Applied Physics A

, Volume 116, Issue 1, pp 85–90 | Cite as

Electron propagation from a photo-excited surface: implications for time-resolved photoemission

  • S.-L. Yang
  • J. A. Sobota
  • P. S. Kirchmann
  • Z.-X. Shen


We perform time- and angle-resolved photoelectron spectroscopy on p-type GaAs(110). We observe an optically excited population in the conduction band, from which the time scales of intraband relaxation and surface photovoltage decay are both extracted. Moreover, the photovoltage shift of the valence band intriguingly persists for hundreds of picoseconds at negative delays. By comparing to a recent theoretical study, we reveal that the negative-delay dynamics reflects the interaction of the photoelectrons with a photovoltage-induced electric field outside the sample surface. We develop a conceptual framework to disentangle the intrinsic electron dynamics from this long-range field effect, which sets the foundation for understanding time-resolved photoemission experiments on a broad range of materials in which poor electronic screening leads to surface photovoltage. Finally, we demonstrate how the long-lasting negative-delay dynamics in GaAs can be utilized to conveniently establish the temporal overlap of pump and probe pulses in a time-resolved photoemission setup.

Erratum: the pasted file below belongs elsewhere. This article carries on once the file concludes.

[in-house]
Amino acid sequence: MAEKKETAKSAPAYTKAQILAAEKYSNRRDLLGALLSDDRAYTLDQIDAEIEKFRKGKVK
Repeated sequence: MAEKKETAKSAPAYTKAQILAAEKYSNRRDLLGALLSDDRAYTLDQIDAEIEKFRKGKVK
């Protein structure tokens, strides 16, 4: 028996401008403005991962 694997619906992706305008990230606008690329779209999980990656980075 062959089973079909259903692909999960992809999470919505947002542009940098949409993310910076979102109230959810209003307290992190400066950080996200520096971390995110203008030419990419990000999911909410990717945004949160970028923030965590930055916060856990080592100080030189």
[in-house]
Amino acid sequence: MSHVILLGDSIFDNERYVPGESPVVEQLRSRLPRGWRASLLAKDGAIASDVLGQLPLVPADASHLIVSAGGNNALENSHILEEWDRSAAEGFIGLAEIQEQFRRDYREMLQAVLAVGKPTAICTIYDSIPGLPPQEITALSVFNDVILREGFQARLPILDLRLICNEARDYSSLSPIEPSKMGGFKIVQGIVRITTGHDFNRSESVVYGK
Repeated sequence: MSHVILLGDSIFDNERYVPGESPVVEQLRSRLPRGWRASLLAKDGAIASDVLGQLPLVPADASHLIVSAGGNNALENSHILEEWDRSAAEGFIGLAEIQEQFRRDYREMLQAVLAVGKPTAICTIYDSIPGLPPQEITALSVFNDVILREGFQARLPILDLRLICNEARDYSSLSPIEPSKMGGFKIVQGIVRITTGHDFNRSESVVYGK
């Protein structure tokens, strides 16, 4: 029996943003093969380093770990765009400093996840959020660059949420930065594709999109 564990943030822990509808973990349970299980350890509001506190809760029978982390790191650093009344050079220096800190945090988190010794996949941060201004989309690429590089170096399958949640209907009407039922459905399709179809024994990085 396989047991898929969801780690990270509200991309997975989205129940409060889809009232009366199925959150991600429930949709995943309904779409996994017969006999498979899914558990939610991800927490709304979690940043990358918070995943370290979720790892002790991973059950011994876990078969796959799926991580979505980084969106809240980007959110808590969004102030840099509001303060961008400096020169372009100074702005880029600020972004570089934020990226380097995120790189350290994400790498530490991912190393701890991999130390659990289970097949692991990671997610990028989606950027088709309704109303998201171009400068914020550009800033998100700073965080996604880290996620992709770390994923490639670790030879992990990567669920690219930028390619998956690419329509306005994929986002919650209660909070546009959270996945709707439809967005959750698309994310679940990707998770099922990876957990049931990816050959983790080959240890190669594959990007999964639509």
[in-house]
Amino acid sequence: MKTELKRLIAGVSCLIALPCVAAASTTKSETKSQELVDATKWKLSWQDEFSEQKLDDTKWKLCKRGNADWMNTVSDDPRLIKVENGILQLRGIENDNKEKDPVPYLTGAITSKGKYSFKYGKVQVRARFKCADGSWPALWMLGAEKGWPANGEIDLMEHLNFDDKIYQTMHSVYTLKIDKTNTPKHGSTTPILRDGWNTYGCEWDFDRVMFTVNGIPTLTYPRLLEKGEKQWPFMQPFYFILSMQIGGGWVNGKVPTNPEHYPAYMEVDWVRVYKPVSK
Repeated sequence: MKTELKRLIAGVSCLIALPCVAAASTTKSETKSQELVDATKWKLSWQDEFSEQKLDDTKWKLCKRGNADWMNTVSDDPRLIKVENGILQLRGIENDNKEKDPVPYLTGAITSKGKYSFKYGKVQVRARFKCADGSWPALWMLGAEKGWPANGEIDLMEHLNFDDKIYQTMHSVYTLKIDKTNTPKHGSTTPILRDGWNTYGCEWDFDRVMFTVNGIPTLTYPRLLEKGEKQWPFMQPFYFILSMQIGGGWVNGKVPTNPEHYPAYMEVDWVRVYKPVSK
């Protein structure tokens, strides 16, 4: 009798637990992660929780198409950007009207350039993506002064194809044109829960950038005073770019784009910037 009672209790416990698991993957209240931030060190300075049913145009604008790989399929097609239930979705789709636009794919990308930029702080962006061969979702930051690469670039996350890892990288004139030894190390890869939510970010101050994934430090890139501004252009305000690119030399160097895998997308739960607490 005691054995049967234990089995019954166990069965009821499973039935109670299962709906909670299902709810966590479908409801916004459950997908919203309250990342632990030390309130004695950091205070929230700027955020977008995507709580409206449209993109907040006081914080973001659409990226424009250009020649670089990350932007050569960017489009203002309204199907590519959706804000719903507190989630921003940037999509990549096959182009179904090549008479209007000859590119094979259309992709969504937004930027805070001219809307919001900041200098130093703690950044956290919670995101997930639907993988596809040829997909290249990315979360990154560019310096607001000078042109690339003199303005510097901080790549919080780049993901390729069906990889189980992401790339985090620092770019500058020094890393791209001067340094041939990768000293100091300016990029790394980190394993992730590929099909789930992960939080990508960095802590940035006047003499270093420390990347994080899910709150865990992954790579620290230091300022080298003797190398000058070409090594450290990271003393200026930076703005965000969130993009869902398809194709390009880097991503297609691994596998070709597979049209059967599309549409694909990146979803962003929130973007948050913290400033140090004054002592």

GaAs Conduction Band Probe Pulse Topological Insulator Valence Band Maximum 
These keywords were added by machine and not by the authors. This process is experimental and the keywords may be updated as the learning algorithm improves.



We thank Makoto Gonokami, Dan Riley, and Jared Schwede for stimulating discussions. J. A. S. acknowledges support by the Stanford Graduate Fellowship. This work is supported by the U.S. Department of Energy, Office of Basic Energy Sciences, Division of Materials Science.


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Copyright information

© Springer-Verlag Berlin Heidelberg (outside the USA) 2013

Authors and Affiliations

  • S.-L. Yang
    • 1
    • 2
  • J. A. Sobota
    • 1
    • 2
  • P. S. Kirchmann
    • 1
  • Z.-X. Shen
    • 1
    • 2
  1. 1.Stanford Institute for Materials and Energy SciencesSLAC National Accelerator LaboratoryMenlo ParkUSA
  2. 2.Geballe Laboratory for Advanced Materials, Departments of Physics and Applied PhysicsStanford UniversityStanfordUSA

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